Monday, October 09, 2006

Stairs, they are your friends.

I've been pondering the interplay between the medium and the message for a while now.

It is clear that using media or connection opportunities can help shape the message and bring it to life. Showing that you've thought about the interaction between the message and where you see it, broadens the creative idea. It takes it into another dimension.

Think of the British Heart Foundation, exhorting you to take the steps (rather than riding the escalator) in tube stations, for the sake of your heart.

Or think about VSO (Voluntary Service Overseas) who placed ads about life changing meaningful experiences on the London tube, where the depth of commuter despond is thoroughly plumbed.

I suppose the trick to coming up with opportunities like these it to start at the strategic end. What are we trying to communicate? Who are we reaching? Is there any way of bringing the thought to life in a physical way for the consumer?

One idea I'm keen to try out is the 'lost' car key.

Here's the deal; for a car client looking to get more test drives, why not drop a series of real looking car keys and fobs in pubs, or restaurants, the backs of cabs or even the supermarket. In short, wherever your target market goes. You spot car keys on the floor, of course you're going to pick them up. And that's when I've got you - with a carefully crafted and charming message on the back that exhorts you to take a test drive or win a car etc. Its interruptive I know, but I'm sure the copy can offset that. Plus its a new way to reach a market that might not view more traditional media. An even better idea would be to embed an RFID tag in the key fob offering you for example free public transport to the nearest dealership. C'mon... any takers?

I was motivated to write a little about this, having seen Cubemate's post here. Cubemate, aka Dan Ng, is one of the brightest stars in the Planning firmament and I urge you to subscribe to his blog.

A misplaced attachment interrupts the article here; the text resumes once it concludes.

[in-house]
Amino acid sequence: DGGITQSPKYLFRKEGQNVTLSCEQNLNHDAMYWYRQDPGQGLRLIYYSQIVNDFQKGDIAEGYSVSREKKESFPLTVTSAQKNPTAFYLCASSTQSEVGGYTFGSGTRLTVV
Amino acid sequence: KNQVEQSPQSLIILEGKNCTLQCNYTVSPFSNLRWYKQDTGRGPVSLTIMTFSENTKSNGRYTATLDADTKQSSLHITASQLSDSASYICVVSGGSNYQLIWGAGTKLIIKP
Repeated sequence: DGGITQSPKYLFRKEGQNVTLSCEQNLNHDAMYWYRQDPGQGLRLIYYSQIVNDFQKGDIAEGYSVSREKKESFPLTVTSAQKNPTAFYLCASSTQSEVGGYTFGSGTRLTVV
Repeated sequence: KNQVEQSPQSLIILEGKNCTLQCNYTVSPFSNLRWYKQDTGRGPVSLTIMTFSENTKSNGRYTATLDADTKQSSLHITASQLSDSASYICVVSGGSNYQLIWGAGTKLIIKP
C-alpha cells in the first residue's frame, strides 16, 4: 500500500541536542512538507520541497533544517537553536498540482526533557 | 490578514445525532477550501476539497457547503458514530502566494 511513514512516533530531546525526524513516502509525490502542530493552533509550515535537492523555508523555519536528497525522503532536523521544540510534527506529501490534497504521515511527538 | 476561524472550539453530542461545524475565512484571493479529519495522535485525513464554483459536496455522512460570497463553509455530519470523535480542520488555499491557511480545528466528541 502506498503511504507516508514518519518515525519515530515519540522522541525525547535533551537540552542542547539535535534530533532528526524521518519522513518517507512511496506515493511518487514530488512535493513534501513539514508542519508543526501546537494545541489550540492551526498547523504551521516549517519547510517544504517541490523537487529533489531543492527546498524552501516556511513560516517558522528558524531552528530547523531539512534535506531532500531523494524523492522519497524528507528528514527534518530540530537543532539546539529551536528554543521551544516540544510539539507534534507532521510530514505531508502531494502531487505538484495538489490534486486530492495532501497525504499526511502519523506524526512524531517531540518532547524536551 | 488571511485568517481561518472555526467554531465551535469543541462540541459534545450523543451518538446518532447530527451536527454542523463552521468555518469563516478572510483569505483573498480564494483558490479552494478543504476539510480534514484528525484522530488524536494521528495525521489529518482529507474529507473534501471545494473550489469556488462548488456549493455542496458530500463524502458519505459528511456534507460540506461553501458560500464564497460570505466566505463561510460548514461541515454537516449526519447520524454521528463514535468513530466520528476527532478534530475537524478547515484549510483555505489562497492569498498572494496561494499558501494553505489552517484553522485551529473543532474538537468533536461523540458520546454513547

Friday, October 06, 2006

Immerse yourself

We wanted to share the excitement and transfer some of the closeness that you get to powerful beasts of the sea at Sea World Florida. Both are concepts only, using outdoor to raise awareness.

Tuesday, October 03, 2006

Why Paris Hilton is Madonna 2.0

Read a great article today that argued that Paris Hilton isn't so much a modern celebrity as a marketing platform like youtube.

The point is that although every song or book she produces totally dies, her omnipresence in popular culture provides her with an inestimable market value. She constantly links to other brands (desingers, restaurants, night clubs, other celebrities) and they constantly link to her.

Guess its true of Posh and Becks too in a way. Though it saddens me to see their level of linkage dropping off, as their popularity wanes.

Monday, October 02, 2006

Tell me that you love me, that its not a one-night stand.

Its less glamorous than selling cars.
And it's hard to do customer service really well.
But After Sales is critical to the customer's experience of the product and therefore the brand.
This campaign encourages drivers of older Volkswagen cars to re-consider getting their servicing and maintenance done at the local Volkswagen dealership.